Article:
What next for Merc as champ Rosberg quits?
The new world champion bows out of Formula 1, leaving Mercedes with a seat to fill
Nico Rosberg shocked both his own Mercedes team and the rest of Formula 1 by announcing his retirement just five days after winning the world championship.
Rosberg, 31, revealed he’d started to formulate his decision at the Japanese Grand Prix in October, when his victory put him in control of the championship.
“When I won the race in Suzuka, from the moment the destiny of the title was in my own hands, the big pressure started and I began to think about ending my racing career if I became world champion,” Rosberg said. “On Sunday morning in Abu Dhabi, I knew that it could be my last race and that feeling cleared my head before the start. I wanted to enjoy every part of the experience, knowing it might be the last time. And then the lights went out and I had the most intense 55 laps of my life. I took my decision on Monday evening, after reflecting for a day.”
He explained that had he not won the title, he would have carried on competing in F1. But having achieved his lifetime’s ambition, he decided he had had enough.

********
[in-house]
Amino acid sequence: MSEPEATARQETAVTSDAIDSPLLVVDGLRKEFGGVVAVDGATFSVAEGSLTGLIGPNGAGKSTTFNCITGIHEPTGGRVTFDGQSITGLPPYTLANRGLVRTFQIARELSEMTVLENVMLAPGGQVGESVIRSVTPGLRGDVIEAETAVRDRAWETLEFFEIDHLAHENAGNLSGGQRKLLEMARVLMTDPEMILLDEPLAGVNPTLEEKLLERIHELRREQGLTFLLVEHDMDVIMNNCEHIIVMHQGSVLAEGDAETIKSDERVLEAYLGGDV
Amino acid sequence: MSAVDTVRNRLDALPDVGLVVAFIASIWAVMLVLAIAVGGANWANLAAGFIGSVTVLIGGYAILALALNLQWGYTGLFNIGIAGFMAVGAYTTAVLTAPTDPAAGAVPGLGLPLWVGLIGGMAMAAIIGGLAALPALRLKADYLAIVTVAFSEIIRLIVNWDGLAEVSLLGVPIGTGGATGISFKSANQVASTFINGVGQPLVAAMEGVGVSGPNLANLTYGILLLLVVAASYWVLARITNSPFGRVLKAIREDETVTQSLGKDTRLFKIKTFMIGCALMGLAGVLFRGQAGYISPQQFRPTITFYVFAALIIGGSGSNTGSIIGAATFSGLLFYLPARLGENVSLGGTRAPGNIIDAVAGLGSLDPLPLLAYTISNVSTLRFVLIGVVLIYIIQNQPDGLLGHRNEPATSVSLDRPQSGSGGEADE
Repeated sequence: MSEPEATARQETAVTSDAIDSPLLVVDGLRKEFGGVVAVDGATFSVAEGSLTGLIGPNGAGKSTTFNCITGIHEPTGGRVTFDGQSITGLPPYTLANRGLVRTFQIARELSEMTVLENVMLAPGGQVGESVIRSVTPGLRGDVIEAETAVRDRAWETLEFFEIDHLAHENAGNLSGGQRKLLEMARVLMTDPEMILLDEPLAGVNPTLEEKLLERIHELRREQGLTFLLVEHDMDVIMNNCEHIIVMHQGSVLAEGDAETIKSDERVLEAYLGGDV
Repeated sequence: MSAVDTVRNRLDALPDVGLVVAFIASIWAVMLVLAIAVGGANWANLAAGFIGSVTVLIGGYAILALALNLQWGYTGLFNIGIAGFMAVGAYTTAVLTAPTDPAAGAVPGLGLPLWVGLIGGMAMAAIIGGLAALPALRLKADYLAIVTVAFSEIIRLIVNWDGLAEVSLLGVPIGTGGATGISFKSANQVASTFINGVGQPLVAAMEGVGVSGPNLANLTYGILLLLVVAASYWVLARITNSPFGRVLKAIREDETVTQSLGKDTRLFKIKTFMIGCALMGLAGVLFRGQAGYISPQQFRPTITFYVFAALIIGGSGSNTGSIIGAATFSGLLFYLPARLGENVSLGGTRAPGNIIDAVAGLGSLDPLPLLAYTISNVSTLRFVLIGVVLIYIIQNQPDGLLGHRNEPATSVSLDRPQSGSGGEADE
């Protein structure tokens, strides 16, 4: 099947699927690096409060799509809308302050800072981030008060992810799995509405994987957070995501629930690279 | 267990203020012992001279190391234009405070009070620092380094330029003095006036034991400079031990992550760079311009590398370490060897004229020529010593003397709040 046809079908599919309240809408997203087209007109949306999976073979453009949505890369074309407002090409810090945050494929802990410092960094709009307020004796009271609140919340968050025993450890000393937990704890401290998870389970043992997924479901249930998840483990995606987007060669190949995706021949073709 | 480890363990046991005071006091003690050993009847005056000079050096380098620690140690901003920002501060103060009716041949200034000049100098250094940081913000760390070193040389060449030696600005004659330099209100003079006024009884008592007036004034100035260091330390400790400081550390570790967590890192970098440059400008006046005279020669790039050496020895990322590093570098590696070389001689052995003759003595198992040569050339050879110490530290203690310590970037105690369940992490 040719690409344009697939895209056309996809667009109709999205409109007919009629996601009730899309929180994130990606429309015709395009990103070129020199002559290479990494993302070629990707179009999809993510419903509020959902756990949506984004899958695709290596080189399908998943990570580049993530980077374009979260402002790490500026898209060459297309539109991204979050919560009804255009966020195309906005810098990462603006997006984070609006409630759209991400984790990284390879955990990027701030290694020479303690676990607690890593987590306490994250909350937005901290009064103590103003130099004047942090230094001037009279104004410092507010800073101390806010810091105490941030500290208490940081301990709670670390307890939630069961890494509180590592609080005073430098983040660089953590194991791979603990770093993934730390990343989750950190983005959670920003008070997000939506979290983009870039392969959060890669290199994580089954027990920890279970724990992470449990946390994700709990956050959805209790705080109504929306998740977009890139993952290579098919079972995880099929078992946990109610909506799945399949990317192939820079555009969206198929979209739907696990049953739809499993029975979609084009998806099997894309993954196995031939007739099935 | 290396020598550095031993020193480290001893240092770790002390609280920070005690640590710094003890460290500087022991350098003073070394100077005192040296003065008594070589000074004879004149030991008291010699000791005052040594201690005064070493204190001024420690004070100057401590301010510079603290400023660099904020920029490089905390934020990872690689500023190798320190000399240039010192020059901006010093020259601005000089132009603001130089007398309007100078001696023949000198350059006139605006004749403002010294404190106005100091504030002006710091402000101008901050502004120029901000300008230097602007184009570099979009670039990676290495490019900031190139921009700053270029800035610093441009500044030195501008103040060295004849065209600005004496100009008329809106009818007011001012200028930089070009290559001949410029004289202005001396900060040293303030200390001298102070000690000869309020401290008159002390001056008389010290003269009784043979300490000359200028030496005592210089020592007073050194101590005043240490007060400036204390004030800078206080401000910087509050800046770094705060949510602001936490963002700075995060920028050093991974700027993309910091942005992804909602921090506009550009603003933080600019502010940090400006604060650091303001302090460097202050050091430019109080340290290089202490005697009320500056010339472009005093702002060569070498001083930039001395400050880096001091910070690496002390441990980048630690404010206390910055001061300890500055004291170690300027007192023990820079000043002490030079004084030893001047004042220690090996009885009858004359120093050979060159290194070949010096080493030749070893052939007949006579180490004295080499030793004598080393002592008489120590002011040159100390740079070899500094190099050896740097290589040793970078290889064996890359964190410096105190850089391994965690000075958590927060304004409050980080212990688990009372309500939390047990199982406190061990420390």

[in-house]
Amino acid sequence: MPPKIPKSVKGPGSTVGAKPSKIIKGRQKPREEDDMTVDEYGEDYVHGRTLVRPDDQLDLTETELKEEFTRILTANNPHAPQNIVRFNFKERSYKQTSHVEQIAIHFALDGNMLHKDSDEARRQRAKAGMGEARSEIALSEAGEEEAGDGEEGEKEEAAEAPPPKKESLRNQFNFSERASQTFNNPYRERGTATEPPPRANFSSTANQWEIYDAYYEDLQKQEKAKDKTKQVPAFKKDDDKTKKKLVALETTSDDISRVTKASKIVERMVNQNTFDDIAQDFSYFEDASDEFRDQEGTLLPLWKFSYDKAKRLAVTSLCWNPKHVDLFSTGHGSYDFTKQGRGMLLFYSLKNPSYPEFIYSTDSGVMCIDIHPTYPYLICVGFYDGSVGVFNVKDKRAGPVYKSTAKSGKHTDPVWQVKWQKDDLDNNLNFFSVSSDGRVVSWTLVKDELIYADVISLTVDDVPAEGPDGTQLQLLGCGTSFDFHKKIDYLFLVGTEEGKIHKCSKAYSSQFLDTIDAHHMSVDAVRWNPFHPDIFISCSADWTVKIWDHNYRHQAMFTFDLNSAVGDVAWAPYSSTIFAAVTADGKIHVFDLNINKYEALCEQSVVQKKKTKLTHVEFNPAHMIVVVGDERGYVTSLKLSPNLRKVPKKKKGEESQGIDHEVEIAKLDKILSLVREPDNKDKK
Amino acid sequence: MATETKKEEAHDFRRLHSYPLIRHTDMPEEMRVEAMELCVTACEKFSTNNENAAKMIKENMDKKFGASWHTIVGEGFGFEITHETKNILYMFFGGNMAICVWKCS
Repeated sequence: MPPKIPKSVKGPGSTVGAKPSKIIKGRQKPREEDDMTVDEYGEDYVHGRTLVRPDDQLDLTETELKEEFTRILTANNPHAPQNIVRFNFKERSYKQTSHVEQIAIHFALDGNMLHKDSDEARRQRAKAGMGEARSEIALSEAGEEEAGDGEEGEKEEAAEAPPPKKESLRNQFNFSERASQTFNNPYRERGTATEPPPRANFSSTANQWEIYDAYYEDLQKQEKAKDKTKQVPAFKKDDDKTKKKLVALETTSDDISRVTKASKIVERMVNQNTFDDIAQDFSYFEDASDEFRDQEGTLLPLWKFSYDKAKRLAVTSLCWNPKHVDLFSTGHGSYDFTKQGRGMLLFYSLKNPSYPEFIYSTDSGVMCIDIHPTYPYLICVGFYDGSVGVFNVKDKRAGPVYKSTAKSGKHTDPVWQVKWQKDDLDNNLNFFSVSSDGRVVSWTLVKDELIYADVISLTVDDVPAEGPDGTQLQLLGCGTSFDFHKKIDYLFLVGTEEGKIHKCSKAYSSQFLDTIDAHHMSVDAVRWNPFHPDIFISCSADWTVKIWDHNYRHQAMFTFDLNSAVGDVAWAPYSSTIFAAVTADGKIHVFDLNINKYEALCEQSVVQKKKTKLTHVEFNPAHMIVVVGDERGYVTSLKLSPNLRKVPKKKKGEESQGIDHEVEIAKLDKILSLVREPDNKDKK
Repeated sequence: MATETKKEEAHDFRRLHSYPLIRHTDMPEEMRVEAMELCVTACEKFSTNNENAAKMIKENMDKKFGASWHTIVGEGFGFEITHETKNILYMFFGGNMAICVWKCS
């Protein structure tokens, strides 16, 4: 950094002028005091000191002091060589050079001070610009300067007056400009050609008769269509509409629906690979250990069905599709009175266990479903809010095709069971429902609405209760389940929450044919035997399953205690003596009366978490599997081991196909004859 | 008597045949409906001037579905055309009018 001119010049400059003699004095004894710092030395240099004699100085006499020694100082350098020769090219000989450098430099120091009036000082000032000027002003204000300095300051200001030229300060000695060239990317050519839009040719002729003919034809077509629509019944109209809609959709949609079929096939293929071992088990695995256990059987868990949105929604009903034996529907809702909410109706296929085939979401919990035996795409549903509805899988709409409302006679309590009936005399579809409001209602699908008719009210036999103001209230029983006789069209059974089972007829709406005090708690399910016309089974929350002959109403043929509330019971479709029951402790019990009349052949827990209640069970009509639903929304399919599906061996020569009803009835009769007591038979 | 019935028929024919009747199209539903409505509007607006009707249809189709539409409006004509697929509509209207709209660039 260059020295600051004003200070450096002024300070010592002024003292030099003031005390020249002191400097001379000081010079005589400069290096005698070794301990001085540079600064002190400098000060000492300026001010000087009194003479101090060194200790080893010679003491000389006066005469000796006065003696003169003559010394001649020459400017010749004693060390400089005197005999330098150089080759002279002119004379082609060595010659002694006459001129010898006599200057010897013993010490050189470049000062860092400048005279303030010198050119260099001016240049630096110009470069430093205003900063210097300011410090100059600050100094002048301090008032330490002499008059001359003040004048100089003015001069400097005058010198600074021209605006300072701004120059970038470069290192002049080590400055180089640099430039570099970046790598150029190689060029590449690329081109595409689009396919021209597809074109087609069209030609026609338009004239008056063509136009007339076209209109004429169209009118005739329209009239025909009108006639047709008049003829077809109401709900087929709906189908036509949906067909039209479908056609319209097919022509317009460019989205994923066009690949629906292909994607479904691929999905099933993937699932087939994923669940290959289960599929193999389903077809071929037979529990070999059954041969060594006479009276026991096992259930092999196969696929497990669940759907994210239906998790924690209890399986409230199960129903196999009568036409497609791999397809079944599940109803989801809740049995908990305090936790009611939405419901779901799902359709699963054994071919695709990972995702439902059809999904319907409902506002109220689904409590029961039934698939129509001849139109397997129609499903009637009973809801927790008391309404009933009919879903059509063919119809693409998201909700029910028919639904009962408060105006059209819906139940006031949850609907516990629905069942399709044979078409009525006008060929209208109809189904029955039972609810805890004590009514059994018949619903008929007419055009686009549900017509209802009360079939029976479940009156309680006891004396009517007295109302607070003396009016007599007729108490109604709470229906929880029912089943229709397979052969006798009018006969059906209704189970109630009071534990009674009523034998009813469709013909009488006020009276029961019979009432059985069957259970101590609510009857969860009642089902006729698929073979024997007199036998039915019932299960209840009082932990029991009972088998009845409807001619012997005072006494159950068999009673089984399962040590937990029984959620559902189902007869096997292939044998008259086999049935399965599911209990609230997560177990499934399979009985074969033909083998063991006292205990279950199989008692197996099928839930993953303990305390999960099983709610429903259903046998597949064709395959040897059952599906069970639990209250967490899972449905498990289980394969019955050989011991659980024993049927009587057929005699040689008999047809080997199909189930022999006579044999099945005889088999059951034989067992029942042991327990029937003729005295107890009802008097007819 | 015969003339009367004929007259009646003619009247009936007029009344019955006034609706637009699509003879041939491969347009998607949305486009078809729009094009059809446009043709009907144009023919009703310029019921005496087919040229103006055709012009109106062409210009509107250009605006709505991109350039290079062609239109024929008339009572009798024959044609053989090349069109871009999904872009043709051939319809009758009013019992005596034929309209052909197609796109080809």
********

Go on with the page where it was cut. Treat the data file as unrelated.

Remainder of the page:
“I gave it everything I had, didn’t leave a stone unturned and I am not willing to do that again next year. Just following my heart. You only live once and this feels completely right.”
Mercedes non-executive director Niki Lauda, who famously quit F1 for the first time in the middle of a race weekend in Canada in 1979, before returning in 1982, said he had spoken to Rosberg to make sure he was doing the right thing. “I was really surprised; this was never on my radar that this could happen,” Lauda said.
“I spoke to him afterwards to find out because I did this twice in my career and I really wanted to make sure it was not a quick decision, which he might regret, and I wanted to find out how sure he is. Of my question: ‘How sure are you?’ he said ‘1,000 per cent’. Then I knew that it is over – you cannot convince him any more.”
Rosberg’s decision to leave with two years still to run on a contract he signed in July puts Mercedes in the awkward situation of having to find a team-mate for Hamilton when all the top drivers are under contract to other teams. Lauda said that “practically half the grid” had contacted Mercedes about the vacancy, and among those are believed to be both Ferrari driver Sebastian Vettel and McLaren’s Fernando Alonso.
Team boss Toto Wolff said: “We have three roads that we can follow. The first is to think about having a number one and a number two, a bit like Ferrari at the time of Michael Schumacher and Felipe Massa. We can take a driver who can guarantee us points in the constructors’ championship.